Friday, December 21, 2007

Norway chooses "Open Standards"

The Norwegian government has mandated the use of open document formats from January 1st, 2009. I’ll give a brief overview of what the article actually says.

There are three formats that have been mandated for all documentation between authorities and users/partners, namely:

HTML for all public information on the Web.
PDF for all documents where layout needs to be preserved.
ODF for all documents that the recipient is supposed to be able to edit

Goverment, state and regional agencies, authorities and services may also publish in other formats, but they must always publish in one of these formats. The decree is retroactive, and by 2014 all documents published prior to this decree must have been converted and made available in one of the three formats.

While the decree doesn’t mandate any format for internal documentation, I still have hopes that every interested party will standardize on the same formats for internal use as well, and it is also my hope that a real competitive market for information systems is created.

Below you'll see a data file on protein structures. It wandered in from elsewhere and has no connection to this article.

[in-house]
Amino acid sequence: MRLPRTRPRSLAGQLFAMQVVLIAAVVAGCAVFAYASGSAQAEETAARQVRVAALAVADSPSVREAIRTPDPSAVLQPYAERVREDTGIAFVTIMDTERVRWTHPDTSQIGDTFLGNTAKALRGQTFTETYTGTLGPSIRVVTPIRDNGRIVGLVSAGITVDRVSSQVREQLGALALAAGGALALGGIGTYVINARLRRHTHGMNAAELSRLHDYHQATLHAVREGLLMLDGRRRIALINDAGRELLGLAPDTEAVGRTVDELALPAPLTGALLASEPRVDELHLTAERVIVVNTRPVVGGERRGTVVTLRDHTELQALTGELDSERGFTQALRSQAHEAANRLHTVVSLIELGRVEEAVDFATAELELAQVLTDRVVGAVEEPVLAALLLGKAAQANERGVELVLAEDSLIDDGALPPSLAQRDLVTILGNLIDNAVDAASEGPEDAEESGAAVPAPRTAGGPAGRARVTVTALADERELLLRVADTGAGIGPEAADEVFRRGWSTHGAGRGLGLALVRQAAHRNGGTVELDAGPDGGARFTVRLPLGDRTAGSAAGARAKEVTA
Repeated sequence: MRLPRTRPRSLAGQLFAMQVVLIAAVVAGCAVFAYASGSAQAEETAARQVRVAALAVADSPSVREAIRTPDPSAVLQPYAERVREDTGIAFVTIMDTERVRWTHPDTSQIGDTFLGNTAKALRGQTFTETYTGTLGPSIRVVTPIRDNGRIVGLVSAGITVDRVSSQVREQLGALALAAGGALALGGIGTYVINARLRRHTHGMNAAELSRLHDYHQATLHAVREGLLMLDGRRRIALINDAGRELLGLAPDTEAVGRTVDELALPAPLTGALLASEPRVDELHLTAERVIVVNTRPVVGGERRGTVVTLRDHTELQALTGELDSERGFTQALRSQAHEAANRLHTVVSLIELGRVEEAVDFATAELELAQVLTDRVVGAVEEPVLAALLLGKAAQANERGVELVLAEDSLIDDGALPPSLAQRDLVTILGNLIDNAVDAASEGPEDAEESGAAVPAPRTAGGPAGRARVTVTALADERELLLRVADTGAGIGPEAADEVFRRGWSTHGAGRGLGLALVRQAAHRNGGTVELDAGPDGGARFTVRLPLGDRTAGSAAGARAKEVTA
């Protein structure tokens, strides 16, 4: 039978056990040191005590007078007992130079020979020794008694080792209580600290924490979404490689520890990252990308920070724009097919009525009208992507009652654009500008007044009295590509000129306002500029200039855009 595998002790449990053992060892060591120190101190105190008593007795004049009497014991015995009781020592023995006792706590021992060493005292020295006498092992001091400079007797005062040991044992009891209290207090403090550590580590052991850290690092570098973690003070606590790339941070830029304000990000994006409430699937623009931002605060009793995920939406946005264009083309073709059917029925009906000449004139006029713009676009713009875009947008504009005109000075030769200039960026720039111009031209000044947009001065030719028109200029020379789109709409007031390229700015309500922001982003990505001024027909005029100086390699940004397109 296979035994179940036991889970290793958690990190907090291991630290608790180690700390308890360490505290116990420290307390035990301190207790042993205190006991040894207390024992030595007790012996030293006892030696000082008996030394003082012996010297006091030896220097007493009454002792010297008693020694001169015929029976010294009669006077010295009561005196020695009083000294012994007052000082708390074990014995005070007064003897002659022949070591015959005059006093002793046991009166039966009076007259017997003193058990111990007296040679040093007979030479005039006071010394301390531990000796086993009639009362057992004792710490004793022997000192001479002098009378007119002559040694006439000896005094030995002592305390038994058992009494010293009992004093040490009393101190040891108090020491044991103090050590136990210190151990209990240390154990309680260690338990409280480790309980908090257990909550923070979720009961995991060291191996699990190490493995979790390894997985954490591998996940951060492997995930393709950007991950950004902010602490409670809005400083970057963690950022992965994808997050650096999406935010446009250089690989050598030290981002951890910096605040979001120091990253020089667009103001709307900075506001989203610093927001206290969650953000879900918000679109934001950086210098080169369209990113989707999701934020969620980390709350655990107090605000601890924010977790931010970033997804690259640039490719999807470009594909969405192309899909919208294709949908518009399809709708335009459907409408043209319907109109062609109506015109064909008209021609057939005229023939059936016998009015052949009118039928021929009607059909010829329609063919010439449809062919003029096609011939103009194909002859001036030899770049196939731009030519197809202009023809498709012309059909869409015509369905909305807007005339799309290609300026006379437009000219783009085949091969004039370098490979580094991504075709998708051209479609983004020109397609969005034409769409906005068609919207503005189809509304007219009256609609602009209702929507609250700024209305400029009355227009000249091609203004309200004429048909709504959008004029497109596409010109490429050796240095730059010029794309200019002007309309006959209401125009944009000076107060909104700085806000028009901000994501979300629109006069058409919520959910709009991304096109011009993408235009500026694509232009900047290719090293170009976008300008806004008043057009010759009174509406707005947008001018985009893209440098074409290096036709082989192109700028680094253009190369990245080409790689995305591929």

Either way, for me as a dedicated user of Linux, proponent of open formats and standards, this is delightful. I’ll end it with a quote from our minister for information technologies, Heidi Grande Røys, with some emphasis added from my side:

Everyone should have equal access to public documents. From 2009, every citizen will be able to choose which software they want to use to get access to public information. The goverment’s decision will also improve the terms of competition between software providers. In the future, we will not accept that govermental agencies lock the users of public information to closed formats.


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